“To not have conversations because they make you uncomfortable is the definition of privilege,” says Brené Brown. Cathy McNally writes that challenging conversations are at the heart of Dynamic Dialogue, coming up this August 8–11.
By Cathy McNally. Cathy and Jane Kilthei are leading Dynamic Dialogue August 8–11, 2019.
Ten years ago someone who did not know me told me that I was racist and challenged me to face and accept it. I was incensed. In my heart I know I’m not perfect, but I am a caring, loving person. I grew up with a host of friends and colleagues of different nationalities in my life daily. I am not aware of consciously disliking someone due to their race or colour. There had to be some mistake. This person was wrong!
I tried to engage them to see me, see my point of view. They pointed at my efforts as further proof of my racism and privilege. I challenged them to be kind, not insulting, and suggested they ‘should’ be teaching me whatever it was they thought I was not seeing, as their ‘attack’ was backfiring and causing me to pull away. You can guess the result of that!
With the benefit of hindsight, I see my arrogant defensiveness. In the face of feeling hurt, uncertain and uncomfortable, I had closed up, judged them ‘wrong’ and me ‘right’, and distanced.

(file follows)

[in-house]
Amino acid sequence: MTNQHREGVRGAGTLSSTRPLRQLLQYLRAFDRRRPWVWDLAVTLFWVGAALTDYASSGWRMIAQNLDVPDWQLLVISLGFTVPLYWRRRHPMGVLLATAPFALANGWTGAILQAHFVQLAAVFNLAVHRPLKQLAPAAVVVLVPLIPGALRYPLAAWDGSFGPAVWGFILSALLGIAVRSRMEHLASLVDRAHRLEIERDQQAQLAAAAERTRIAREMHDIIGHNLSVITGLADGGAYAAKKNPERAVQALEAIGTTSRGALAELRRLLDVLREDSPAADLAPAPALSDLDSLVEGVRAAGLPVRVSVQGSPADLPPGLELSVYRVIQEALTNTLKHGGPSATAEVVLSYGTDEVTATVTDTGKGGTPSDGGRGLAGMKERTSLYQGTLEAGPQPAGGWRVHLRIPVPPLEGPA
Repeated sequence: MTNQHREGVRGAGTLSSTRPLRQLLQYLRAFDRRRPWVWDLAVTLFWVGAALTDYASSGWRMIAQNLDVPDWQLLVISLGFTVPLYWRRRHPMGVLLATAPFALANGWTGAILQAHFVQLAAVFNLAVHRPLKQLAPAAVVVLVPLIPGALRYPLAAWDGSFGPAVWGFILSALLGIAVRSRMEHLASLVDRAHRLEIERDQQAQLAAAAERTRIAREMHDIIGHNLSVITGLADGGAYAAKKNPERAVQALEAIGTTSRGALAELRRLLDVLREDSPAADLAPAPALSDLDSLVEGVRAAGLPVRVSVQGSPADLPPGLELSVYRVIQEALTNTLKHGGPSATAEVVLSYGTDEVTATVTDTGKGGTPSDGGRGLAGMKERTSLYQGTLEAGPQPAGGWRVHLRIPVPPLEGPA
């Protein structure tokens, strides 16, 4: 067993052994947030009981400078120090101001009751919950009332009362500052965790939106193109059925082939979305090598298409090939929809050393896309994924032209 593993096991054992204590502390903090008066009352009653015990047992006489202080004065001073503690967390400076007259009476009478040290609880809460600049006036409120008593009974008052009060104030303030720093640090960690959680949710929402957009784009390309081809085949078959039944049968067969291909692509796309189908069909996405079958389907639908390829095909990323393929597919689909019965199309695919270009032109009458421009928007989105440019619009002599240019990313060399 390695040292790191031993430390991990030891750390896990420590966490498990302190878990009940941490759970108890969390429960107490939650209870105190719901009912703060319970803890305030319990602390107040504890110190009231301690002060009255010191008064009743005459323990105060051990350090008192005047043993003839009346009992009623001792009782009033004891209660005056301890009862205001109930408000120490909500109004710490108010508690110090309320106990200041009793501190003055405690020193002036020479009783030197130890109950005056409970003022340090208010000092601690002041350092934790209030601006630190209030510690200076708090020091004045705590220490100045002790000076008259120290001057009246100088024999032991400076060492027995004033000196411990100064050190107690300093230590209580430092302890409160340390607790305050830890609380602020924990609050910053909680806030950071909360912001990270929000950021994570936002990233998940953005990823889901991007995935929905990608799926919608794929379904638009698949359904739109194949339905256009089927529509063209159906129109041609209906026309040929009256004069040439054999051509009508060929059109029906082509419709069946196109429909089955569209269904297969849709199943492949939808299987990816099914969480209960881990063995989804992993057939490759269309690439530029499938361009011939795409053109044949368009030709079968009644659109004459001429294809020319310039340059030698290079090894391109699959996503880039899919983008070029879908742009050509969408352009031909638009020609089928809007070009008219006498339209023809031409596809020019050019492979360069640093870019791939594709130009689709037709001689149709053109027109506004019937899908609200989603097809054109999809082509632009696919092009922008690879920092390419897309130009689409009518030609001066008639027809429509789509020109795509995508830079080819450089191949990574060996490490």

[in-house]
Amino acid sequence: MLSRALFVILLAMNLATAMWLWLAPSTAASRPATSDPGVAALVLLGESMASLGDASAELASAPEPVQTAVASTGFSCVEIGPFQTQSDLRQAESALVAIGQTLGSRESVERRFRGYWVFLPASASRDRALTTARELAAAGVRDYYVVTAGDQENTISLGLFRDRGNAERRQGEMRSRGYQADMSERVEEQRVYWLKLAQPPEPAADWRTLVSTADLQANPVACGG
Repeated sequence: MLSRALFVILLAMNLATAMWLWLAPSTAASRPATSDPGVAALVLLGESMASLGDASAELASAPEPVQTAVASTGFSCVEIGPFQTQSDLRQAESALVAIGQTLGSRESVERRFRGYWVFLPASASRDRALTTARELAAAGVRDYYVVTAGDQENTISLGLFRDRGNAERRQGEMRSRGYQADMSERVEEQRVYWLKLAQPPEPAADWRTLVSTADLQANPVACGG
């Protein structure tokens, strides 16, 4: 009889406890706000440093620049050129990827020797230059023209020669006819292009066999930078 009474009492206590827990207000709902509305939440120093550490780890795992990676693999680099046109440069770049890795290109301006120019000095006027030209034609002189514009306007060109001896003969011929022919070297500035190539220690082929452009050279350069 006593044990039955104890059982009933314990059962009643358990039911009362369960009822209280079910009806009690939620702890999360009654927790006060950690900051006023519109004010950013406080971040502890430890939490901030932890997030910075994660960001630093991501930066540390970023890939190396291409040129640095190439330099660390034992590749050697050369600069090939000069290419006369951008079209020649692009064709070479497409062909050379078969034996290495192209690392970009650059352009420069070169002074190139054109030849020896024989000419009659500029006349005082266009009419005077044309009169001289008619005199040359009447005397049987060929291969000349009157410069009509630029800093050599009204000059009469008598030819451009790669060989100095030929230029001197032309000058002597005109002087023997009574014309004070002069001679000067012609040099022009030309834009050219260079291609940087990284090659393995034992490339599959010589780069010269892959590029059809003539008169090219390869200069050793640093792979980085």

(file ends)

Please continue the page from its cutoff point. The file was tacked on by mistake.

Brené Brown says in the documentary The Call to Courage, “To not have conversations because they make you uncomfortable is the definition of privilege.” Ouch. It fits.
In my life today, I am aware that we have all grown up in situations where there is a prevailing cultural norm. By definition this leads to a bias. It is inevitable. If anything is “the right thing to do” there will be a bias towards that and away from whatever the “other thing” is. If our biases are not discussed they are invisible, like the metaphor of the fish swimming in the fish tank wondering “what water?”
In truth, I believe that I have a large number of biases. I did grow up swimming in a ‘colonial’ system where race, gender, age, accent, education, appearance, family name, parents’ jobs, achievement, athletic prowess, table manners, and MANY other things could lead to benefits or advantages. So whereas I have not registered how many, how deeply and how badly I have taken on these biases,that is my ignorance. And I will not stay in ‘ignore-ance’ anymore.
My journey to discovering my blind spots about my biases and privilege is hard work, uncomfortable, and ongoing. It requires me to listen deeply, to be willing to make mistakes, to hang in…and listen even more when feeling uncertain. To be genuinely vulnerable and curious.
The biggest gift has been practicing and learning how to have hard conversations. How to have conversations that may be difficult, but are also productive. How to unearth what is not being said—by either party (me or the other).
These are the skills of successful and dynamic dialogue. The ability to “think well, together.”
In the program Dynamic Dialogue we have upped the ante and invite participants to lean into practicing hard conversations, to giving/receiving feedback, to go deeply into exploring what you have not seen before. This has changed my life. And I learn more each time. I invite you to join us.
Wishing you productive, life-transforming conversations.
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